The Canton of Geneva has agreed to pay
Hannibal Gaddafi, a senior Libyan, compensation for arrest photos of him that were published in a local paper, Swiss media reported late Tuesday, dpa reported.
According to a document filed to a Swiss court, and obtained by the 10 vor 10 television news programme, the canton said the leak of the photos to the paper was "highly regrettable" and it would agree to "fair compensation."
The report was the latest in an increasingly deteriorating row between
Switzerland and Libya dating back to 2008, when Geneva police briefly detained Hannibal, son of Libyan leader Moamer Gaddafi, along with his wife, after receiving complaints that they were abusing their servants.
A few days later, Libya arrested Max Goldi and another Swiss businessman, released earlier this year, on visa charges. Goldi is considered a political prisoner by Amnesty International, which this week said his health was deteriorating in jail.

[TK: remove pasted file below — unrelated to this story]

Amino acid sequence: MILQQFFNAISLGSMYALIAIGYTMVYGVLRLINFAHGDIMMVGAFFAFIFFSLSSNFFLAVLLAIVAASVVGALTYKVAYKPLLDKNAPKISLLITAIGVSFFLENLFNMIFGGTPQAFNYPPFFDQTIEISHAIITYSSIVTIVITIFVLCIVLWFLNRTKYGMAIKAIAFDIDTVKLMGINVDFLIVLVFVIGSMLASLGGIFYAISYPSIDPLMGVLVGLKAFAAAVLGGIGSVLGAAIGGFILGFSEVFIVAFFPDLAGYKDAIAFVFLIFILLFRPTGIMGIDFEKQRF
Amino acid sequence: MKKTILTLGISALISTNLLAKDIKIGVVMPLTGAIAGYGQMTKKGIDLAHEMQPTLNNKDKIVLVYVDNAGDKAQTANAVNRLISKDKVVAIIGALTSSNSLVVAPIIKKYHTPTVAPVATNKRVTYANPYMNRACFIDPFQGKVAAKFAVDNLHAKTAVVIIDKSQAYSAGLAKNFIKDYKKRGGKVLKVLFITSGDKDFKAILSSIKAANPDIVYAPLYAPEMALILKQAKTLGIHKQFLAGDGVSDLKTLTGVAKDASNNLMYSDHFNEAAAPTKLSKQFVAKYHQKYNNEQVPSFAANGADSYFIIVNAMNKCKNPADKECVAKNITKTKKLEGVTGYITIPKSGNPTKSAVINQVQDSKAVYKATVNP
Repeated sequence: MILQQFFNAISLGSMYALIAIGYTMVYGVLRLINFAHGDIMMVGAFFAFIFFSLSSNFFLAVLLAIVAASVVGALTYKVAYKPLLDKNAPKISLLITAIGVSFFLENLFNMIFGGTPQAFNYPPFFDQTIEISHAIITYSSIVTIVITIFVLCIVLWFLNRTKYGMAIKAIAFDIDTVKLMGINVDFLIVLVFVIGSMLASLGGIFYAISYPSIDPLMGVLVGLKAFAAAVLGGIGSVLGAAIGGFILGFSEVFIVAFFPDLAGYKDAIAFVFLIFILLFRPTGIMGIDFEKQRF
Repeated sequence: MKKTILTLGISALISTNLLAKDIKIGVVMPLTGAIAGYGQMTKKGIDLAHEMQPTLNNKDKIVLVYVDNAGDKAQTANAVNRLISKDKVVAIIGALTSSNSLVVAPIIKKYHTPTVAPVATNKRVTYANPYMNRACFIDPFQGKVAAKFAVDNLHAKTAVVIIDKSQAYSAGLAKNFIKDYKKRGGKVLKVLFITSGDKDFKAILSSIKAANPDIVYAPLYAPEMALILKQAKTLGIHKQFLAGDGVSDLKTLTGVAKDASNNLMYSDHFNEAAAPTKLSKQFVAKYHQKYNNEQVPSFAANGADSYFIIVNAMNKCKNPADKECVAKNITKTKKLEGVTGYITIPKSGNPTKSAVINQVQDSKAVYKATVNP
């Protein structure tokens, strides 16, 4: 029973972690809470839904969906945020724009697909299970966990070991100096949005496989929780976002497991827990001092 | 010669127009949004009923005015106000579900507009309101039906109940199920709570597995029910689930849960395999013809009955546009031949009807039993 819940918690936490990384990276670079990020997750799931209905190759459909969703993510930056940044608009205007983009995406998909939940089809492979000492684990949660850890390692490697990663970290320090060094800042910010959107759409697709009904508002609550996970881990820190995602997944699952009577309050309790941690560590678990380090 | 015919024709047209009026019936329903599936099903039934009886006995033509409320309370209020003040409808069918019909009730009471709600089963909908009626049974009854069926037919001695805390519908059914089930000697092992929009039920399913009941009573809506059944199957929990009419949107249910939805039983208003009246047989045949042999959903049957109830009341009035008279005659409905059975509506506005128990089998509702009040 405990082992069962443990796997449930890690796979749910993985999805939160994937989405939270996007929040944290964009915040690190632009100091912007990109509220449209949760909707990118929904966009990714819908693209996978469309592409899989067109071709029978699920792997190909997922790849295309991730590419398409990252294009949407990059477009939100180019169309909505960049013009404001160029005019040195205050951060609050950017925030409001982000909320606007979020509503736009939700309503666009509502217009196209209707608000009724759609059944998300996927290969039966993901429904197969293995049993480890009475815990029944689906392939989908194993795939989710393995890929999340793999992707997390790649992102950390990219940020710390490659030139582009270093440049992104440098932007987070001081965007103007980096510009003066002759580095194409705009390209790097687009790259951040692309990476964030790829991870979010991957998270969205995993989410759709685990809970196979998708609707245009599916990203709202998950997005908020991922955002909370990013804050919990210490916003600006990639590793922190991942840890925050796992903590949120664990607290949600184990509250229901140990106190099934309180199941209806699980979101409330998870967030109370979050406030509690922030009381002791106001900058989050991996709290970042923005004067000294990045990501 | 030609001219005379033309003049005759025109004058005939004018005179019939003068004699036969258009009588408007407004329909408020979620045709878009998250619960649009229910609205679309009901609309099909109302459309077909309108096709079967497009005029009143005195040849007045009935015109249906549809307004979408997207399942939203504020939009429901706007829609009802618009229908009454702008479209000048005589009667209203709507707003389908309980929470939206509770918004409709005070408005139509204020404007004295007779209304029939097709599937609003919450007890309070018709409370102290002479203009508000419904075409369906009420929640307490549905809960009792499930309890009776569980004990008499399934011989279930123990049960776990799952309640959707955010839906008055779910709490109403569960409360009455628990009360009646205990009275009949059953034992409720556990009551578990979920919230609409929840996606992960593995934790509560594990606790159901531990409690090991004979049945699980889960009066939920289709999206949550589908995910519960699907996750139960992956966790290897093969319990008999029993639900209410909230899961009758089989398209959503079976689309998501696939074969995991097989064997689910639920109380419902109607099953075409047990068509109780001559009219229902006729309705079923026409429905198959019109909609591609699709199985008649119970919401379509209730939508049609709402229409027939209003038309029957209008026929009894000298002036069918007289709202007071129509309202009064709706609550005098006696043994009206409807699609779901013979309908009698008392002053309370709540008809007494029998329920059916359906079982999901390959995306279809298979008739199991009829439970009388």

Gaddafi has cut nearly all trade links between the two countries and declared a holy war - or jihad - against the Alpine nation.
Switzerland recently imposed a visa ban on some 180 senior Libyans. The restriction has, at least temporarily, spread to nearly all states of the Schengen zone of free movement, covering most of Europe. Tripoli then ordered a retaliatory ban on most Europeans.
Last week, Libya issued four demands of the Swiss for an end to the row, including lifting the visa ban and putting on trial those responsible for Hannibal's arrest and the photo leak.
The canton was meanwhile also asking the court that the local paper, Tribune de Geneve, contribute to the compensation.
Geneva authorities have already launched an investigation into the leak, saying it was a violation of local laws and "official secrecy."
Tripoli also wants an arbitration commission, which could award damages for the initial arrest of Gaddafi.